<value>1</value>
  </property>
  <property>
    <name>tony.ps.memory</name>
    <value>3g</value>
  </property>
</configuration>

Then you can launch your job:

$ java -cp "`hadoop classpath --glob`:MyJob/*:MyJob" \
            com.linkedin.tony.cli.ClusterSubmitter \
            -executes src/models/mnist_distributed.py \
            -task_params '--input_dir /path/to/hdfs/input --output_dir /path/to/hdfs/output \
            -python_venv my-venv.zip \
            -python_binary_path Python/bin/python \  # Path to the Python binary inside the my-venv.zip
            -src_dir src

TonY arguments

The command line arguments are as follows:

Name Required? Example Meaning
executes yes -executes src/model/mnist.py Location to the entry point of your training code.
src_dir yes -src src/ Specifies the name of the root directory locally which contains all of your python model source code. This directory will be copied to all worker node.
task_params no --input_dir /hdfs/input --output_dir /hdfs/output The command line arguments which will be passed to your entry point
python_venv no --python_venv venv.zip Path to the zipped local Python virtual environment
python_binary_path no --python_binary_path Python/bin/python Used together with python_venv, describes the relative path in your python virtual environment which contains the python binary, or an absolute path to use a python binary already installed on all worker nodes
shell_env no --shel_env LD_LIBRARY_PATH=/usr/local/lib64/ Specifies key-value pairs for environment variables which will be set in your python worker/ps processes.
conf_file no --conf_file tony-local.xml Location of a TonY configuration file.
conf no --conf tony.application.security.enabled=false Override configurations from your configuration file via command line

TonY configurations

There are multiple ways to specify configurations for your TonY job. As above, you can create an XML file called tony.xml and add its parent directory to your java classpath.

Alternatively, you can pass -conf_file <name_of_conf_file> to the java command line if you have a file not named tony.xml containing your configurations. (As before, the parent directory of this file must be added to the java classpath.)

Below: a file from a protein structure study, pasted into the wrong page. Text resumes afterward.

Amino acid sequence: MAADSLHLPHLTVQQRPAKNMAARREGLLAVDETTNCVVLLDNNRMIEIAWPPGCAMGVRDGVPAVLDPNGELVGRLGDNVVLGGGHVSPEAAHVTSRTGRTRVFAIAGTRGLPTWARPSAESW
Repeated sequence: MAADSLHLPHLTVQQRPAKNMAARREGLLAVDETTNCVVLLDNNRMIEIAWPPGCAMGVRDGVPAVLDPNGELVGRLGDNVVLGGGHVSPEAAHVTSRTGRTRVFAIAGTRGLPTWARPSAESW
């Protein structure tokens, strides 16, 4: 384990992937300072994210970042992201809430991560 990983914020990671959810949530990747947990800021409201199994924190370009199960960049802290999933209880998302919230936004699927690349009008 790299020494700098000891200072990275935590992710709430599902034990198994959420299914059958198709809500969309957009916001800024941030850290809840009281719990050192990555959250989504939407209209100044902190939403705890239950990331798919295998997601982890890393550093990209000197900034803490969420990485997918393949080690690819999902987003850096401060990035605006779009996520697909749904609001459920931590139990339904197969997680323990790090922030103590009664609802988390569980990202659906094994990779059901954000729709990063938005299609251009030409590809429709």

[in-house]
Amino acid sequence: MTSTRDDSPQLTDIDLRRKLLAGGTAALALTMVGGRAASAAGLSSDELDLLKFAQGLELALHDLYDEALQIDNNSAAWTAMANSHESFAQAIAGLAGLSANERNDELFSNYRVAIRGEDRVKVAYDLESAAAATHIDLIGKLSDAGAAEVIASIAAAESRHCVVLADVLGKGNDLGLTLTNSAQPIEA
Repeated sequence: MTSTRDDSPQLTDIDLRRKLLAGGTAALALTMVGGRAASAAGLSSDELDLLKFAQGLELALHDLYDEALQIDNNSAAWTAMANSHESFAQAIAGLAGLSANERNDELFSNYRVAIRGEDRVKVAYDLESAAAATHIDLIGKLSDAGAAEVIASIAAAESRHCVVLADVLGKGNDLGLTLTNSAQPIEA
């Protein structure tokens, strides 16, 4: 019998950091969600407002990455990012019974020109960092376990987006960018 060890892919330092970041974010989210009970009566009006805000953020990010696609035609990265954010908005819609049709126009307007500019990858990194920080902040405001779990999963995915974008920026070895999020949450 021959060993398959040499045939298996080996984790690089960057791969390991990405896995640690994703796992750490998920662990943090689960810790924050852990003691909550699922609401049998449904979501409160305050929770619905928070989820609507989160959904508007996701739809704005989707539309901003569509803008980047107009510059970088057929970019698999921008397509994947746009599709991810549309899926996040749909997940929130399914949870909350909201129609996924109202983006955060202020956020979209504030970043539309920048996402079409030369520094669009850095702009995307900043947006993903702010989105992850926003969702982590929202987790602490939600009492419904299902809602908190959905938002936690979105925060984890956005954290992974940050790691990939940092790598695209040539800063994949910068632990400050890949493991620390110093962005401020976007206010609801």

If you wish to override configurations from your configuration file via command line, you can do so by passing -conf <tony.conf.key>=<tony.conf.value> argument pairs on the command line.

Please check our wiki for all TonY configurations and their default values.

TonY Examples

Below are examples to run distributed deep learning jobs with TonY:

FAQ

  1. My tensorflow process hangs with

    2018-09-13 03:02:31.538790: E tensorflow/core/distributed_runtime/master.cc:272] CreateSession failed because worker /job:worker/replica:0/task:0 returned error: Unavailable: OS Error
    INFO:tensorflow:An error was raised while a session was being created. This may be due to a preemption of a connected worker or parameter server. A new session will be created. Error: OS Error
    INFO:tensorflow:Graph was finalized.
    2018-09-13 03:03:33.792490: I tensorflow/core/distributed_runtime/master_session.cc:1150] Start master session ea811198d338cc1d with config: 
    INFO:tensorflow:Waiting for model to be ready.  Ready_for_local_init_op:  Variables not initialized: conv1/Variable, conv1/Variable_1, conv2/Variable, conv2/Variable_1, fc1/Variable, fc1/Variable_1, fc2/Variable, fc2/Variable_1, global_step, adam_optimizer/beta1_power, adam_optimizer/beta2_power, conv1/Variable/Adam, conv1/Variable/Adam_1, conv1/Variable_1/Adam, conv1/Variable_1/Adam_1, conv2/Variable/Adam, conv2/Variable/Adam_1, conv2/Variable_1/Adam, conv2/Variable_1/Adam_1, fc1/Variable/Adam, fc1/Variable/Adam_1, fc1/Variable_1/Adam, fc1/Variable_1/Adam_1, fc2/Variable/Adam, fc2/Variable/Adam_1, fc2/Variable_1/Adam, fc2/Variable_1/Adam_1, ready: None
    

    Why?

    Try adding the path to your libjvm.so shared library to your LD_LIBRARY_PATH environment variable for your workers. See above for an example.

  2. How do I configure arbitrary TensorFlow job types?

    Please see the wiki on TensorFlow task configuration for details.

Latest Releases
v0.1.5 PyTorch support
 Oct. 31 2018
v0.1.4
 Oct. 30 2018
Open source release v0.1.3
 Oct. 4 2018
v0.1.2
 Oct. 1 2018
v0.1.1
 Sep. 28 2018